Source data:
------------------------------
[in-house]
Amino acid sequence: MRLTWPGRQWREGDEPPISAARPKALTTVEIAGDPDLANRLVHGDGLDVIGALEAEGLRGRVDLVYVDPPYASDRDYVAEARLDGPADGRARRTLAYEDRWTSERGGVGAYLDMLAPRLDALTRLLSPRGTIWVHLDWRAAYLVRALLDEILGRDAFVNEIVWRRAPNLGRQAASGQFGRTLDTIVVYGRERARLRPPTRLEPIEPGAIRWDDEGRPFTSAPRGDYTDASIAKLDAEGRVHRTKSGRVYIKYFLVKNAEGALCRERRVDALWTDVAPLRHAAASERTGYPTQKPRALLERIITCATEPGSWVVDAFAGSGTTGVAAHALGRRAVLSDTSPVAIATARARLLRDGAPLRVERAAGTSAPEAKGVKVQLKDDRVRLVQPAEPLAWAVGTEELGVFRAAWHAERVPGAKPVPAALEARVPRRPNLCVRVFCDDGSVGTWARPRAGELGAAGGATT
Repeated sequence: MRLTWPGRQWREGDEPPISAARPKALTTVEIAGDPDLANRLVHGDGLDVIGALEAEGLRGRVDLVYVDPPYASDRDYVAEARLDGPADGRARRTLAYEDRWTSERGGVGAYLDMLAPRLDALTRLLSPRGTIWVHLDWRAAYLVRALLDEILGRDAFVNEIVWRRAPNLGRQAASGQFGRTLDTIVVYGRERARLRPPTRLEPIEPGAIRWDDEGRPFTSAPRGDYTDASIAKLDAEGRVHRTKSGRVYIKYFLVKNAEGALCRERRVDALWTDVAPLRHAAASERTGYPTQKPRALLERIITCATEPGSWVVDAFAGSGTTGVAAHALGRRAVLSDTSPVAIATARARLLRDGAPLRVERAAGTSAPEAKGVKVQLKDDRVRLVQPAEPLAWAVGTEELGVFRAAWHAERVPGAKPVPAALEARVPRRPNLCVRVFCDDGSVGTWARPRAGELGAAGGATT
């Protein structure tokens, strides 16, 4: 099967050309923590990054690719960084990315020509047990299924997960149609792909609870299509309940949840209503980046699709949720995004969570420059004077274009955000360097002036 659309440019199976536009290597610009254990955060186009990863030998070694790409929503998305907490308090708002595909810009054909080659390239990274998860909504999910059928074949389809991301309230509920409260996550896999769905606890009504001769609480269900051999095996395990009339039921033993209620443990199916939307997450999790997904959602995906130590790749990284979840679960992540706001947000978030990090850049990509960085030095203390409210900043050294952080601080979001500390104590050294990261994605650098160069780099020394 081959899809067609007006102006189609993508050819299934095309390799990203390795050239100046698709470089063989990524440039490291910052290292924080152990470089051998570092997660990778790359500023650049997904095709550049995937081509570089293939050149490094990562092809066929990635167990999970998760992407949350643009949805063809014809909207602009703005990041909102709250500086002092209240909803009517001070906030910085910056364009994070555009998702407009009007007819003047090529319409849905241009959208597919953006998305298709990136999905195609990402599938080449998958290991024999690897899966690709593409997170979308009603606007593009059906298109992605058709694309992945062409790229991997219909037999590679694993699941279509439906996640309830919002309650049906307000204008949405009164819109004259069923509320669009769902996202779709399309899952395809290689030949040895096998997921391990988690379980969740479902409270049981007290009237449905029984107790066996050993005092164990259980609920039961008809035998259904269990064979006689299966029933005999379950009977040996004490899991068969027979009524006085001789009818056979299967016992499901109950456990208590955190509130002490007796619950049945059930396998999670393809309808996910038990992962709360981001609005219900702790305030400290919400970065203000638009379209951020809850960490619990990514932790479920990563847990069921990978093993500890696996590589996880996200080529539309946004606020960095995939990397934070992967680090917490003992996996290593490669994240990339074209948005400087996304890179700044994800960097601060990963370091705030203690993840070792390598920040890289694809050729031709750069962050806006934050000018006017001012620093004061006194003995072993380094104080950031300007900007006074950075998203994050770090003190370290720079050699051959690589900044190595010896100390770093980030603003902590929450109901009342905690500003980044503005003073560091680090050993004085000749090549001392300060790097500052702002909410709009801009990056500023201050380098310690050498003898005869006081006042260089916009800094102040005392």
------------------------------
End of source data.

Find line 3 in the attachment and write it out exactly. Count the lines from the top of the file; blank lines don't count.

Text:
Repeated sequence: MRLTWPGRQWREGDEPPISAARPKALTTVEIAGDPDLANRLVHGDGLDVIGALEAEGLRGRVDLVYVDPPYASDRDYVAEARLDGPADGRARRTLAYEDRWTSERGGVGAYLDMLAPRLDALTRLLSPRGTIWVHLDWRAAYLVRALLDEILGRDAFVNEIVWRRAPNLGRQAASGQFGRTLDTIVVYGRERARLRPPTRLEPIEPGAIRWDDEGRPFTSAPRGDYTDASIAKLDAEGRVHRTKSGRVYIKYFLVKNAEGALCRERRVDALWTDVAPLRHAAASERTGYPTQKPRALLERIITCATEPGSWVVDAFAGSGTTGVAAHALGRRAVLSDTSPVAIATARARLLRDGAPLRVERAAGTSAPEAKGVKVQLKDDRVRLVQPAEPLAWAVGTEELGVFRAAWHAERVPGAKPVPAALEARVPRRPNLCVRVFCDDGSVGTWARPRAGELGAAGGATT